Fri | Aug 18, 2017

The Music Lives On For Singing Duos Long Forgotten

Published:Sunday | July 31, 2016 | 7:00 AM
THE BLUES BUSTERS: Two Jamaicans who have been well on the entertainment scene abroad, are seen in performance at the Nuggets for the Needy Gala Show staged at the Carib Theatre. Lloyd Campbell and Phillip James, came to Kingston from Bermuda, where they had been performing.

The days of the singing duos have long been forgotten in Jamaican popular music. Gone are the days when tight harmonies and sweet vocal tones were characterised by artistes like Keith and Enid, Derrick and Patsy, Stranger and Patsy, Higgs and Wilson, Jackie and Doreen, Larry and Alvin, The Clarendonians, Stranger and Gladdy, Creator and Norma, Owen and Millie, and others.

The Blues Busters (Phillip James and Lloyd Campbell), who also belonged to that exclusive fraternity of singers, were indeed the most popular and successful of the lot, becoming, by the beginning of the 1960s, the most sensational singing duo in the Caribbean, breaking disc sales in the region.

Demonstrating a style somewhat dissimilar to their contemporaries at the Treasure Isle and Studio 1 stables who concentrated on the ska and rocksteady beat, the duo's style was basically R&B, soul, a touch of latin, and to a lesser extent, ska. Their earliest performances elicited ecstatic scenes in their hometown of Montego Bay at places like Roxy, Palladium and Strand theatres in the late 1950s.

They both were born in 1941, with Lloyd the older of the two on March 9, and Phillip on December 31. While attending the same infant school, they met and became very good friends and began performing together at school concerts, but they soon drifted apart when Phillip joined his father, a well-known pioneering north coast singer, in the Show Boat Follies, which took place aboard a specially designed boat and presented to tourists.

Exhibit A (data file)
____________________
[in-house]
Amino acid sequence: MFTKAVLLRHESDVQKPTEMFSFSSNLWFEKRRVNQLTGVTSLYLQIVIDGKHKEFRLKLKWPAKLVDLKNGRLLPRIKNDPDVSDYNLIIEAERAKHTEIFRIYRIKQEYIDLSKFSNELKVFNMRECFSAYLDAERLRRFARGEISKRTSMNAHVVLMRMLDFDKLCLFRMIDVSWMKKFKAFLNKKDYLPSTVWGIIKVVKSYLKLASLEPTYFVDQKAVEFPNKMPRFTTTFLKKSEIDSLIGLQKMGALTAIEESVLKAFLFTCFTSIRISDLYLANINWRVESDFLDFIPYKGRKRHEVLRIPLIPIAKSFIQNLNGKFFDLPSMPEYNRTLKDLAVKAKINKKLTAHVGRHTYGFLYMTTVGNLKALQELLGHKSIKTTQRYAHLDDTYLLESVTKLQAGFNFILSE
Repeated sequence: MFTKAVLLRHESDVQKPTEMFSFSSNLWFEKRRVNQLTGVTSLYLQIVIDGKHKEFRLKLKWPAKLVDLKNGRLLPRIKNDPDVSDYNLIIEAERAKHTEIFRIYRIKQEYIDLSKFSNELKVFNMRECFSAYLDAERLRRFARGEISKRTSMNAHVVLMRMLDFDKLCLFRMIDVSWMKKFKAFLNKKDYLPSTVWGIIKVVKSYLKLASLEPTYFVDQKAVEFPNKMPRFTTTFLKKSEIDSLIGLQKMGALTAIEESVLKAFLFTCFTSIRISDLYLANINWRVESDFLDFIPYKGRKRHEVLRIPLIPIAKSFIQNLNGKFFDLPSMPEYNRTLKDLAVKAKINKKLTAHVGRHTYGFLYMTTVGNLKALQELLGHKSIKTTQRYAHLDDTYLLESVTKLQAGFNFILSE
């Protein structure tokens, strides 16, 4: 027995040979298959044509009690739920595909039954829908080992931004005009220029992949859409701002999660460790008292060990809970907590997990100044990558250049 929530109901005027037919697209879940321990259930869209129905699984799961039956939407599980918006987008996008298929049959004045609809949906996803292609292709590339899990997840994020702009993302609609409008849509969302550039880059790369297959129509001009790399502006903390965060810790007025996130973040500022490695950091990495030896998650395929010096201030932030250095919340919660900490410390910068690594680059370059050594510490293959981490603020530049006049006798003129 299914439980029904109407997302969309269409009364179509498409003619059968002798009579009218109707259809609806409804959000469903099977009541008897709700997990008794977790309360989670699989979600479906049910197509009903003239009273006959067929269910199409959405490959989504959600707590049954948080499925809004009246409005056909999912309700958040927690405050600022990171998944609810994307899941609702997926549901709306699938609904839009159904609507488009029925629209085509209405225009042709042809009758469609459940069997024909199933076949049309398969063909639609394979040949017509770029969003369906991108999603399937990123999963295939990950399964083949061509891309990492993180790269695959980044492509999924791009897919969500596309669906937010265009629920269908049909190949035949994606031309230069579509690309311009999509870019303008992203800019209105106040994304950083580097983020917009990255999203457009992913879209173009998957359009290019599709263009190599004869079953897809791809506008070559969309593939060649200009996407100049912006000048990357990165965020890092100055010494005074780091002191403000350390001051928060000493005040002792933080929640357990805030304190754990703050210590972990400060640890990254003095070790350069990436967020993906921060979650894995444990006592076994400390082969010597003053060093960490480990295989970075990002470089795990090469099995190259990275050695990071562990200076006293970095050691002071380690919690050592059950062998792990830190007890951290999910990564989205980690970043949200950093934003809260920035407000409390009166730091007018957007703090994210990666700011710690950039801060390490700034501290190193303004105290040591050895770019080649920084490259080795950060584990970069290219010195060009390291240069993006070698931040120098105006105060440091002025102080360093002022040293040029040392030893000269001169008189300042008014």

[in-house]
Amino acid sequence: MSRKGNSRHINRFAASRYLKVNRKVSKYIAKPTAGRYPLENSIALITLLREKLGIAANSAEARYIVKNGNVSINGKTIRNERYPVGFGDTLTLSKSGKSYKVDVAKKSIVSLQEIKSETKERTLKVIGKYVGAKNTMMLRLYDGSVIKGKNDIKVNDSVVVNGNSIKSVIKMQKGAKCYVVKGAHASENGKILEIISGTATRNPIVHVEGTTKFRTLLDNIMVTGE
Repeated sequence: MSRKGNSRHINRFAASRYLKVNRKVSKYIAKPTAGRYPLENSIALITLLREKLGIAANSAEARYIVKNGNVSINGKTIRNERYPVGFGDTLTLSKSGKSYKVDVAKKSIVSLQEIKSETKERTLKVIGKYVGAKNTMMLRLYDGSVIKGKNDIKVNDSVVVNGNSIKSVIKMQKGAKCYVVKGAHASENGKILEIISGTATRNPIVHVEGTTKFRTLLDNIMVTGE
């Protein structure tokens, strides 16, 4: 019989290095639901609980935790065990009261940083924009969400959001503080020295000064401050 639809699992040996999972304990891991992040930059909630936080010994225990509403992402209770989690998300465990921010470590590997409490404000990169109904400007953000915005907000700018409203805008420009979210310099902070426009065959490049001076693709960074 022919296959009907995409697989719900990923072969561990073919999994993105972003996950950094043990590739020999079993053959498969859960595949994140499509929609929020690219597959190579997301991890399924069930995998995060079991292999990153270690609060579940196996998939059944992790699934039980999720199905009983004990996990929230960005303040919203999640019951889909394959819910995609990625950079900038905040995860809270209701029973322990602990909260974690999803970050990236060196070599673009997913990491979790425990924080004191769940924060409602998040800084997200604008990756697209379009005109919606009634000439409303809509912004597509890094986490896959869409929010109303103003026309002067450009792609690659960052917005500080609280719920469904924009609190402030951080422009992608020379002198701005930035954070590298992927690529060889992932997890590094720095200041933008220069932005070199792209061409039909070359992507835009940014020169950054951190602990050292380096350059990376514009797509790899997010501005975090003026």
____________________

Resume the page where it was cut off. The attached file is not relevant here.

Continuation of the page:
In the meantime, Lloyd joined with his Baptist church choir and later attended high school in the community. As fate would have it, Lloyd rejoined Phillip and the Show Boat Follies after leaving high school. It marked the beginning of the most sensational singing duo in Caribbean music history as they began to make north coast appearances and do performances at several theatres. With assistance from legendary percussionist and singer Noel 'Skully' Simms, the teenage youngsters were brought into Kingston, where the opportunities for aspiring artistes were greater.

HOW SWEET IT IS

After making contact with the Kingston-based producer Mickey O'Brien, arrangements were made to do the duo's first recording - Little Vilma, an R&B cut backed by the Luther Williams Orchestra. It immediately jumped to the top of the local charts on its release in 1960. A year later, record producer Clement 'Coxson' Dodd, who operated then at Love Lane and Beeston Street in Kingston, took them in his fold and made arrangements with Federal Recording Studios (there was no Studio 1 then) to record their beautifully written ballad titled, There's Always the Sunshine. It featured the introductory organ artistry of the keyboard specialist Monty Alexander as the opening stanza began:

"Yes, beyond every dark cloud, there's always the sunshine,

shining for me baby, just as long as you are mine.

And every time I see you, my temperature gets higher,